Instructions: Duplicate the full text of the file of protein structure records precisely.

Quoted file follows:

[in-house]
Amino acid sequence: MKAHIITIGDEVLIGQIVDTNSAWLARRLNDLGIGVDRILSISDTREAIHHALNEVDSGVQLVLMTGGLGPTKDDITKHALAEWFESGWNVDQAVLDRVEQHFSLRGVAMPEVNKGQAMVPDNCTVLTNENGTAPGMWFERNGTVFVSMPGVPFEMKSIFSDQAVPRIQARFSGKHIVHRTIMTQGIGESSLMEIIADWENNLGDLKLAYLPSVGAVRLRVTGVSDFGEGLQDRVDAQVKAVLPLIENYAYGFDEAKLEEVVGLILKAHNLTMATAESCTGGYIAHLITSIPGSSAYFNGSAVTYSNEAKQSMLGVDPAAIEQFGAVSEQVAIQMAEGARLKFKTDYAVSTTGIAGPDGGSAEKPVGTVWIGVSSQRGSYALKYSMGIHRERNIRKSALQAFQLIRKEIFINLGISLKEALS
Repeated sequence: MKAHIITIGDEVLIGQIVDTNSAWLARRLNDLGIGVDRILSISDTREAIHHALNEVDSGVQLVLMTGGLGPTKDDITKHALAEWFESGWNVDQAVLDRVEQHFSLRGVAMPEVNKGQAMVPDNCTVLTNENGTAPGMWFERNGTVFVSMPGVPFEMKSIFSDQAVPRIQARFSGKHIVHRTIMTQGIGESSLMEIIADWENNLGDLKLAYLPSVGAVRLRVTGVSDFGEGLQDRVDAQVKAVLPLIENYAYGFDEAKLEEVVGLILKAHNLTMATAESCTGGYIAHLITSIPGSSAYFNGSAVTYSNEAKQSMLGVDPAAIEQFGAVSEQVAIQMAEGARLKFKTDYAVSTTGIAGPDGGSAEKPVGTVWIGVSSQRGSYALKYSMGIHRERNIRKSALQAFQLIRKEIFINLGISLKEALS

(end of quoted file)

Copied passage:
[in-house]
Amino acid sequence: MKAHIITIGDEVLIGQIVDTNSAWLARRLNDLGIGVDRILSISDTREAIHHALNEVDSGVQLVLMTGGLGPTKDDITKHALAEWFESGWNVDQAVLDRVEQHFSLRGVAMPEVNKGQAMVPDNCTVLTNENGTAPGMWFERNGTVFVSMPGVPFEMKSIFSDQAVPRIQARFSGKHIVHRTIMTQGIGESSLMEIIADWENNLGDLKLAYLPSVGAVRLRVTGVSDFGEGLQDRVDAQVKAVLPLIENYAYGFDEAKLEEVVGLILKAHNLTMATAESCTGGYIAHLITSIPGSSAYFNGSAVTYSNEAKQSMLGVDPAAIEQFGAVSEQVAIQMAEGARLKFKTDYAVSTTGIAGPDGGSAEKPVGTVWIGVSSQRGSYALKYSMGIHRERNIRKSALQAFQLIRKEIFINLGISLKEALS
Repeated sequence: MKAHIITIGDEVLIGQIVDTNSAWLARRLNDLGIGVDRILSISDTREAIHHALNEVDSGVQLVLMTGGLGPTKDDITKHALAEWFESGWNVDQAVLDRVEQHFSLRGVAMPEVNKGQAMVPDNCTVLTNENGTAPGMWFERNGTVFVSMPGVPFEMKSIFSDQAVPRIQARFSGKHIVHRTIMTQGIGESSLMEIIADWENNLGDLKLAYLPSVGAVRLRVTGVSDFGEGLQDRVDAQVKAVLPLIENYAYGFDEAKLEEVVGLILKAHNLTMATAESCTGGYIAHLITSIPGSSAYFNGSAVTYSNEAKQSMLGVDPAAIEQFGAVSEQVAIQMAEGARLKFKTDYAVSTTGIAGPDGGSAEKPVGTVWIGVSSQRGSYALKYSMGIHRERNIRKSALQAFQLIRKEIFINLGISLKEALS